The Bush administration formally defended its domestic spying program in a letter to Congress late yesterday, saying national security outweighs the privacy of those who are monitored.
In a letter to the chairmen of the House and Senate intelligence committees, the Justice Department said President Bush authorized electronic surveillance without first obtaining a warrant in an effort to thwart terrorist acts against the United States.
“There is undeniably an important and legitimate privacy interest at stake with respect to the activities described by the president,” wrote Assistant Attorney General William E. Moschella. “That must be balanced, however, against the government’s compelling interest in the security of the nation.”
Mr. Bush has acknowledged he authorized such surveillance and repeatedly has defended it in recent days.
But Mr. Moschella’s letter was the administration’s first public notice to Congress about the program in which electronic surveillance was conducted without the approval of a special secret court. The court was created to examine requests for wiretaps and searches in the most sensitive terrorism and espionage cases.
Mr. Moschella maintained that the president acted legally when he authorized the National Security Agency to go around the court to conduct electronic surveillance of international communications into and out of the United States by suspects tied to al Qaeda or its affiliates.
Mr. Moschella cited as the primary legal justification for the program a Sept. 18, 2001, congressional resolution, the Authorization to Use Military Force, which authorizes the president to wage war against “persons” tied to al Qaeda and any other terrorist groups involved in the September 11 attacks.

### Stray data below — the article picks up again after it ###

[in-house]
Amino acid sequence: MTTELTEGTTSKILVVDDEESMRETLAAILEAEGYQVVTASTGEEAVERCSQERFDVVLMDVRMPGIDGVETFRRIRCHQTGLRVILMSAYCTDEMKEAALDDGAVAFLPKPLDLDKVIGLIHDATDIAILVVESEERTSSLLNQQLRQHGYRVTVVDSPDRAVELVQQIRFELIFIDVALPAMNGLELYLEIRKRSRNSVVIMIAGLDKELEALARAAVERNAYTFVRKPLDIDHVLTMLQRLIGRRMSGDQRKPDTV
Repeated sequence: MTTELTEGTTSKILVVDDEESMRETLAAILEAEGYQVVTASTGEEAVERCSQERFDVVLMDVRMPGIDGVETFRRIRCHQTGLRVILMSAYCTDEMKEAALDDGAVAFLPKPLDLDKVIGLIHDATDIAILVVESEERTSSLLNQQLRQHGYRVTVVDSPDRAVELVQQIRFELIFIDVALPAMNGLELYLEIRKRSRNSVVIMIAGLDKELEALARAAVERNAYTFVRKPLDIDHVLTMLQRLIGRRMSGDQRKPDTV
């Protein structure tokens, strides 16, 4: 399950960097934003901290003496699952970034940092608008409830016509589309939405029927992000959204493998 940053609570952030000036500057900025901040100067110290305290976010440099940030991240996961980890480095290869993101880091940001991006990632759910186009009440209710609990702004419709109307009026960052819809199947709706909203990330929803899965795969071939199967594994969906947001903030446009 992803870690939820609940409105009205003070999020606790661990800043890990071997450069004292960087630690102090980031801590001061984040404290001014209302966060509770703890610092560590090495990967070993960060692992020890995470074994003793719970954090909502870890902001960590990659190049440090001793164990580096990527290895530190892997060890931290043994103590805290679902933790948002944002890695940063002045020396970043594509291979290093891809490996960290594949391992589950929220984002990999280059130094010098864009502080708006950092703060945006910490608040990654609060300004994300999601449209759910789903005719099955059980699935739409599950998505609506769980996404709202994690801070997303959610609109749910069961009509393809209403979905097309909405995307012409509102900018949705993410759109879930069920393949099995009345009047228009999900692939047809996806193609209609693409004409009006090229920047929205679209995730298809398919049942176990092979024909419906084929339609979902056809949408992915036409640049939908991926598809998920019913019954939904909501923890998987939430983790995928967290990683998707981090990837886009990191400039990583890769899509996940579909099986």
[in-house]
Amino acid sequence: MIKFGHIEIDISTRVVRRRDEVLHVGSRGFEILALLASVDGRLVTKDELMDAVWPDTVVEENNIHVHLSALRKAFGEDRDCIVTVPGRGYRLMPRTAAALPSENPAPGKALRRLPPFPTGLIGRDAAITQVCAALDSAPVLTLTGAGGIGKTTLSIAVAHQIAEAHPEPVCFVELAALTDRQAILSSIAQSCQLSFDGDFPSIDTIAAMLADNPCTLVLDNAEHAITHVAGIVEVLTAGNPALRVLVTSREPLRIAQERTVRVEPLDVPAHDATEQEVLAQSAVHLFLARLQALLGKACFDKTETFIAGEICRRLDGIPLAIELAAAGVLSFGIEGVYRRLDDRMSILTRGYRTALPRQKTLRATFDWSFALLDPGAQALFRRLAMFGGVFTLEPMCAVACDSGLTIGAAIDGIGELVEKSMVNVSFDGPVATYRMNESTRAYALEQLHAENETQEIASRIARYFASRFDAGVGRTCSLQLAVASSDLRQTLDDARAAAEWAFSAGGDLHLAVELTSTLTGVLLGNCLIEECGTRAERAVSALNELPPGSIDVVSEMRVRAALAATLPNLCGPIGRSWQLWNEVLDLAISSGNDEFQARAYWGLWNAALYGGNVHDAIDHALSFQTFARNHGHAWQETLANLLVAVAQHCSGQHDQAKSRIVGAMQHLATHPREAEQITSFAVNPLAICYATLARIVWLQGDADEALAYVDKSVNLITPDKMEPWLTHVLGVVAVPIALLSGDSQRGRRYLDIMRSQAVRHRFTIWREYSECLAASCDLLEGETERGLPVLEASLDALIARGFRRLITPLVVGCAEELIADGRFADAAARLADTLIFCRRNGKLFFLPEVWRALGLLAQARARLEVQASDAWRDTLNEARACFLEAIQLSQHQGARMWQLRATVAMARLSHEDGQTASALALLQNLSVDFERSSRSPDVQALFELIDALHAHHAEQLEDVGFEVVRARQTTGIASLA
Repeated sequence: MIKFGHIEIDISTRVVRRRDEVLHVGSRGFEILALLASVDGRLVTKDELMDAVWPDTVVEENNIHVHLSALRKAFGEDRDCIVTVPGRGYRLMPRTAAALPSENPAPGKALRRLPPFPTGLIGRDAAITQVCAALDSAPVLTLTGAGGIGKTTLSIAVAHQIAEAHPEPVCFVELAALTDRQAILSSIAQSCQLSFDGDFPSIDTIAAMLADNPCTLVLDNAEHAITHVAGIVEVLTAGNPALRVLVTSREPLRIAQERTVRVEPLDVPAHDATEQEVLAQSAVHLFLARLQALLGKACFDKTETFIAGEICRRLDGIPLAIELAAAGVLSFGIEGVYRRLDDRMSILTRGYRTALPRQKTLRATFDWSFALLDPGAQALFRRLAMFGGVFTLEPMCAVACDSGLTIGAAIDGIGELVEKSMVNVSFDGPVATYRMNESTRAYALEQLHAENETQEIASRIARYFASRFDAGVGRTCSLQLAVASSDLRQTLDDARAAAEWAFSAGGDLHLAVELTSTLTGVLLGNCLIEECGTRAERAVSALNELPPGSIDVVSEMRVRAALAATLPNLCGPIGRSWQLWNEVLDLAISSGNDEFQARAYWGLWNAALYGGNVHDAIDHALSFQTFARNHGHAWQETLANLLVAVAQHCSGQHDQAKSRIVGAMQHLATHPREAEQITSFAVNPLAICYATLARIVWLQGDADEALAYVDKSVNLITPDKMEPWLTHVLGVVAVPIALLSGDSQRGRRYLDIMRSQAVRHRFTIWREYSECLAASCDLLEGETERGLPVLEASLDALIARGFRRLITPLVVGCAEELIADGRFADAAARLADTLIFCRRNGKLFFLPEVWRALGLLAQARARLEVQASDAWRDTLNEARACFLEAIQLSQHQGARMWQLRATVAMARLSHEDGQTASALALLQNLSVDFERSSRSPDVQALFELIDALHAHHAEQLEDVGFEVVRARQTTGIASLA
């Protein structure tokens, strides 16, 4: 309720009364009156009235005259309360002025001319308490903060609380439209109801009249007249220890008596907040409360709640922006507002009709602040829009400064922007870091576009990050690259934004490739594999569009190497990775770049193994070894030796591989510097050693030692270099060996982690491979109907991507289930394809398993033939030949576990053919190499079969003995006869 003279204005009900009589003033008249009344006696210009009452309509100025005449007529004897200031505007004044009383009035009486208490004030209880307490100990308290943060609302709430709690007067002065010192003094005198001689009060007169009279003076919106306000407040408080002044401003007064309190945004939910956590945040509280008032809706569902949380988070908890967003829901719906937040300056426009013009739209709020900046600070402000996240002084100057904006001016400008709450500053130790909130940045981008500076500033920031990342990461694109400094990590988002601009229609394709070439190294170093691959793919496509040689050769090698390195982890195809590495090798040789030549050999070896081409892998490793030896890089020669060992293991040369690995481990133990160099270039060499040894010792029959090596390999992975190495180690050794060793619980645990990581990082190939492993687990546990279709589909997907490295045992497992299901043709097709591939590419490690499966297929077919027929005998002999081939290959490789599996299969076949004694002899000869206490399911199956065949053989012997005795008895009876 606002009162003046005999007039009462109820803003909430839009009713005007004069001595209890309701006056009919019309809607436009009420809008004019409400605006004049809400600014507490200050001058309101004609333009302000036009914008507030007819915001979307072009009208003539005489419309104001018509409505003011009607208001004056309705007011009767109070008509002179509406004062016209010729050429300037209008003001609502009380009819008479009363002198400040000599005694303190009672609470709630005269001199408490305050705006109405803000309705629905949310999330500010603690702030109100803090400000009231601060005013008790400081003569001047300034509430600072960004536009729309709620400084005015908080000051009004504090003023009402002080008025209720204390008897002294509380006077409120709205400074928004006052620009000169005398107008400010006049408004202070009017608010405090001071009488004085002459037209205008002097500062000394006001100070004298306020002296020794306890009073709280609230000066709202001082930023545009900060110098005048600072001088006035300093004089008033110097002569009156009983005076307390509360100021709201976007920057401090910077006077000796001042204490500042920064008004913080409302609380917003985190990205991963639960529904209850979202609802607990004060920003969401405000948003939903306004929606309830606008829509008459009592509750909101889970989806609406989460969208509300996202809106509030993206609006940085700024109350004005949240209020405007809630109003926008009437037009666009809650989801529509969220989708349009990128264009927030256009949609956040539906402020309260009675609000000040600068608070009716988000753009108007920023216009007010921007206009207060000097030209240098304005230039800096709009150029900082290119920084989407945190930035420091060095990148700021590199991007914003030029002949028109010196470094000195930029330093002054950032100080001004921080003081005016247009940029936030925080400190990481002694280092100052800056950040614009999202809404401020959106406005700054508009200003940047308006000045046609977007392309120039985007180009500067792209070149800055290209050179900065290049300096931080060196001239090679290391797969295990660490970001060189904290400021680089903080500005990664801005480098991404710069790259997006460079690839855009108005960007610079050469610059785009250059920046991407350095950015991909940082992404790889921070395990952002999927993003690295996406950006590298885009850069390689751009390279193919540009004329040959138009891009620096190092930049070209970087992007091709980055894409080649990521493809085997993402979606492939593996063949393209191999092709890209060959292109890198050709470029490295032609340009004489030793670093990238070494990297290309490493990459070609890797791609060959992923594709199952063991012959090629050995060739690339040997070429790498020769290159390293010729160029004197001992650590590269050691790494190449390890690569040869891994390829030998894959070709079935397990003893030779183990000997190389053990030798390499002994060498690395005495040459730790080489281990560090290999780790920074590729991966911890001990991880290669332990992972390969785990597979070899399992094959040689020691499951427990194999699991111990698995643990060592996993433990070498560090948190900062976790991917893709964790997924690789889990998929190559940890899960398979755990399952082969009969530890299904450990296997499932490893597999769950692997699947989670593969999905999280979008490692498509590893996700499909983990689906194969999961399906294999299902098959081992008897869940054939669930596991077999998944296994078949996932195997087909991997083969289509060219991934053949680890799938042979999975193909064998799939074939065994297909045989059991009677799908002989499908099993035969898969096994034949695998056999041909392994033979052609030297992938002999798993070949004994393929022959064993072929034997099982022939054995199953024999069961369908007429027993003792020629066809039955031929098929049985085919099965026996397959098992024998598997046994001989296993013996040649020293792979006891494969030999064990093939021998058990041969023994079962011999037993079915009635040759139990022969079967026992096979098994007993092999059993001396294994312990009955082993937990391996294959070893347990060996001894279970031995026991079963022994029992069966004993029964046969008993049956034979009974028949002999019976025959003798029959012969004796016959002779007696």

The resolution “clearly contemplates action within the United States,” he wrote, and acknowledges Mr. Bush’s power to prevent terrorism against the United States.
Mr. Moschella said the president’s constitutional authority also includes power to order warrantless foreign intelligence surveillance inside the United States. He said that power has been affirmed by federal courts, including the secret Foreign Intelligence Surveillance Act court.
The administration bypassed the FISA court, which requires the government to provide evidence that a terrorism or espionage suspect is “an agent of a foreign power.” The foreign intelligence law makes it a crime for anyone who “intentionally intercepts” a communication without a warrant.
Mr. Moschella said Mr. Bush’s action was legal because that law provides a “broad” exception if the spying is authorized by another statute, and he said Congress’ Sept. 18 authorization provided such authority.
The resolution didn’t limit the president to going after al Qaeda only in Afghanistan, Mr. Moschella wrote.
For searches to be reasonable under law, a warrant is needed, Mr. Moschella said. But, outside criminal investigations, he said, the Supreme Court has created exceptions under which warrants are not needed.
“Foreign intelligence collection, especially in the midst of an armed conflict in which the adversary has already launched catastrophic attacks within the United States, fits squarely within the ‘special needs’ exception to the warrant requirement,” he wrote.